The Gold Kangaroo series gains even more collectible appeal with a limited mintage of just 200,000 of these fractional Gold coins. These coins feature a unique kangaroo design in high quality .9999 fine Gold, providing bullion value as well.
– Contains 1/10 oz of .9999 fine Gold.
– Presented in a plastic capsule.
– Limited mintage of 200,000 coins.
– Obverse: Portrays the Ian Rank-Broadley likeness of Queen Elizabeth II, as well as the coin’s monetary denomination.
– Reverse: Features the classic red kangaroo design bounding across an outback plain along with the inscription “Australian Kangaroo,” the “P” mintmark, date, purity and weight.
Gold Kangaroo coins offer an unrivaled combination of quality, fascinating design and a limited mintage, making this Gold coin a collectible you will want to own. Add the 2017 1/10 oz Gold Australian Kangaroo coin to your cart today!
The Gold Kangaroo series was originally the Gold Nugget series minted by the Perth Mint, beginning in 1986. The reverse images featured various Gold Nuggets from 1986 to 1989, until the design was changed in 1989 to feature the kangaroo, which was more symbolic of Australia. Minted in denominations of 1/20 oz, 1/10 oz, 1/4 oz, 1/2 oz, 1 oz and 1 kilo sizes, these coins have legal tender status in Australia. A significant appeal for collectors is the fact that the designs of these beautiful coins change each year, differentiating them from many other popular Gold sovereign coins.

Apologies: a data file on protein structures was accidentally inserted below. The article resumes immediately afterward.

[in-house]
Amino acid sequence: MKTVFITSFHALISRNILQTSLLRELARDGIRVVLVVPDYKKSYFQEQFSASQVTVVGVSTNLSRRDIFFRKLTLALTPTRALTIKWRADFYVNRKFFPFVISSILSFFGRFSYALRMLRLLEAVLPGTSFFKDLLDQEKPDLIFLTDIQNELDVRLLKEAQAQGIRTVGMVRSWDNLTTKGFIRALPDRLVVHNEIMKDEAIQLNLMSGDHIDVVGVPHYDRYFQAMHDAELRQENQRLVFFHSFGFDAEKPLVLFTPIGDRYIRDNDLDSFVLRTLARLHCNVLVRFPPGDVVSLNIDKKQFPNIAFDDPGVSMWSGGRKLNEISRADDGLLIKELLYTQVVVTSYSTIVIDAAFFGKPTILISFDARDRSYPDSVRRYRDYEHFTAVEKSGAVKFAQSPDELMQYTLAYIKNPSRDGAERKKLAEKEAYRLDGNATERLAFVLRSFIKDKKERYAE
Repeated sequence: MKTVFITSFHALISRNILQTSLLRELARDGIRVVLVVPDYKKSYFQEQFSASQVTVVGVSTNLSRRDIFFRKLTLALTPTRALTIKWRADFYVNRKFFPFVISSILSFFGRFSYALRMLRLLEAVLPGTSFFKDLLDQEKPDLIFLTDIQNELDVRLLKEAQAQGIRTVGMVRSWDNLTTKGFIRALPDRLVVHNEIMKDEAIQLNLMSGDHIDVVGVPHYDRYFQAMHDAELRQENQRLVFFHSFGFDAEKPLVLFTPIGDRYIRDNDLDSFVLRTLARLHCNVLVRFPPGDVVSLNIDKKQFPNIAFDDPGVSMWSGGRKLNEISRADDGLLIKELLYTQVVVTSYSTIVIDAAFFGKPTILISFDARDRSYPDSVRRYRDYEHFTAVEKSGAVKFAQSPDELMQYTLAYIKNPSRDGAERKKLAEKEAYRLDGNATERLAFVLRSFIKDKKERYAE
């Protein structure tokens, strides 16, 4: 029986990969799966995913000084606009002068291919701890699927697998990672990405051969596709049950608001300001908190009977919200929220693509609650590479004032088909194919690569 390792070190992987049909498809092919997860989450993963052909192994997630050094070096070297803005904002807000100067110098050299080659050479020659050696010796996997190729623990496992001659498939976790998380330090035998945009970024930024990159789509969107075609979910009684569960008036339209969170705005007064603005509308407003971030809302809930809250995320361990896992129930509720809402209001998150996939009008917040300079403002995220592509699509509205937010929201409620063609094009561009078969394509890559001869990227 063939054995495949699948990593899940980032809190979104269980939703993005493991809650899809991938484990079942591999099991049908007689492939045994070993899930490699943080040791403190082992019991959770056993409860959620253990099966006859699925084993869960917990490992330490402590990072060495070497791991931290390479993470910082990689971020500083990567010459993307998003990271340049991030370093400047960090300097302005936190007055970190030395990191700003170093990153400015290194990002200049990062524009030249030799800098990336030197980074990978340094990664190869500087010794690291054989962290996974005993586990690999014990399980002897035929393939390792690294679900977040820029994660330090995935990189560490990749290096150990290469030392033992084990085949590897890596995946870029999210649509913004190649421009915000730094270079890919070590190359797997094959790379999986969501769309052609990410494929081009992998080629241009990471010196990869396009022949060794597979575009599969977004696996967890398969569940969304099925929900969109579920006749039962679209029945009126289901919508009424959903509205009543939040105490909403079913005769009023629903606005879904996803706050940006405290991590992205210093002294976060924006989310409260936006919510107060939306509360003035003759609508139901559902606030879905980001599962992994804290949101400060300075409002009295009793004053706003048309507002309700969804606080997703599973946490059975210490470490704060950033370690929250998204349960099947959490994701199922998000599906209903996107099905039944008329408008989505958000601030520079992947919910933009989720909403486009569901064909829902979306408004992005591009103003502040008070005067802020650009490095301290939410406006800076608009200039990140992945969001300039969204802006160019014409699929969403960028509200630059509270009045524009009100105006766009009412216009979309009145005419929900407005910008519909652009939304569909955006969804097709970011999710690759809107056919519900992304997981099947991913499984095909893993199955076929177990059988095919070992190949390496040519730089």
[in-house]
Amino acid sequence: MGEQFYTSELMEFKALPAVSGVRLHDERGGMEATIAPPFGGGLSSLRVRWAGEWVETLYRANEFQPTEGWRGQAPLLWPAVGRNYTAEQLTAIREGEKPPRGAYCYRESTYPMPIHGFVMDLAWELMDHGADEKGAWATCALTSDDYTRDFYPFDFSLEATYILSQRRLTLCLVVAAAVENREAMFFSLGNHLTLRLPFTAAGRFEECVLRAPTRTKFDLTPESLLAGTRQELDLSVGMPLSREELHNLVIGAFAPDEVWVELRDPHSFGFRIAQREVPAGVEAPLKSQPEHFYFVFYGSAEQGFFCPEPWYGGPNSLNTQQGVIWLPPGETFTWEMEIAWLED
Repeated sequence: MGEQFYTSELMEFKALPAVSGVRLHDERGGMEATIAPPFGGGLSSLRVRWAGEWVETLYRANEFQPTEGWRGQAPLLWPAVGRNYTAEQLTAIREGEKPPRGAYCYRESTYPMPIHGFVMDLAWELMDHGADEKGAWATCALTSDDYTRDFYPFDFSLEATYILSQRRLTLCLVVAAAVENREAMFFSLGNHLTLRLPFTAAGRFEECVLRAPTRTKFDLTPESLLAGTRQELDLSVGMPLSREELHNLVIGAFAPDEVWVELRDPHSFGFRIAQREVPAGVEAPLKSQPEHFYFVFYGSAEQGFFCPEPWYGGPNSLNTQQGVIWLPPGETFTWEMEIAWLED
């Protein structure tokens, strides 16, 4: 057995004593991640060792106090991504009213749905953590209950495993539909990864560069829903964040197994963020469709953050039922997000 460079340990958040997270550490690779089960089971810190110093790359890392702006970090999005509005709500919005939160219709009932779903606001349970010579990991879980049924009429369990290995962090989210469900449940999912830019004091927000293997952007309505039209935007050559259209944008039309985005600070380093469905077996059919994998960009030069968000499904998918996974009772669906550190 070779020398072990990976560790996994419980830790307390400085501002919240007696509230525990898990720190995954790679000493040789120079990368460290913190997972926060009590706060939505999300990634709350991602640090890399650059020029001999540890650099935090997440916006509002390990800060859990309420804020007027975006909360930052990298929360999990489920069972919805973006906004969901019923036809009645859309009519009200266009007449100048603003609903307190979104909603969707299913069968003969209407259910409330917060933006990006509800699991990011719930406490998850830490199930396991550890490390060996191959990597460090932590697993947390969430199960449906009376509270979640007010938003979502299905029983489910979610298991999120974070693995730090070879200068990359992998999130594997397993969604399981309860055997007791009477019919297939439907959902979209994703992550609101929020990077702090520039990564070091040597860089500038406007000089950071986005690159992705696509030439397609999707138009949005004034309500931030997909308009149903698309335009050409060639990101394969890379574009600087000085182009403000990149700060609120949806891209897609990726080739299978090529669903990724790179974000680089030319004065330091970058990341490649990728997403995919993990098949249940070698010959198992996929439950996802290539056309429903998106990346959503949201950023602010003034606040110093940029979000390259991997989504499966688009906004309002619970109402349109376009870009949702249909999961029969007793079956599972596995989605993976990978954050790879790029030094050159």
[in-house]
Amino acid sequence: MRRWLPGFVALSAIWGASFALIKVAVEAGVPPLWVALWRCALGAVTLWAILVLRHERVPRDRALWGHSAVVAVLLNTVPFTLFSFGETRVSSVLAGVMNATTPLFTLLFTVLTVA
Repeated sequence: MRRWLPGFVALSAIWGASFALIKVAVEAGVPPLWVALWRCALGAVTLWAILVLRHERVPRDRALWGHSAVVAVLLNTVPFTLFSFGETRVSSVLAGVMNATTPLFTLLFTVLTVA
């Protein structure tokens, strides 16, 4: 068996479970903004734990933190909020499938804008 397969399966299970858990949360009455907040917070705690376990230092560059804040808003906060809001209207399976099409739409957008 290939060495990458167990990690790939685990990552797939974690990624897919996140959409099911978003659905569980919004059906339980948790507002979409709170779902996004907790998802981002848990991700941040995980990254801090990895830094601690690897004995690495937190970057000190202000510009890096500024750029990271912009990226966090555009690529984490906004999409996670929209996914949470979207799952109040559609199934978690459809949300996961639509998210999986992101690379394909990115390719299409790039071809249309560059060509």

The kangaroo is the most instantly recognizable wildlife symbol of Australia. The world’s largest marsupial, females carry their infants around in their pouch for two months after being born. These young kangaroos, called joeys, will stay close to their mothers until about eight months of age.
Red Kangaroos hop along on their powerful hind legs and do so at tremendous speed and with incredible grace. In fact, a red kangaroo can reach speeds of over 35 miles per hour! Their massive gait allows them to cover 25 feet in a single leap. The male kangaroos are larger than the females, and sometimes fight over potential mates by leaning back on their tails and boxing each other with their strong hind legs.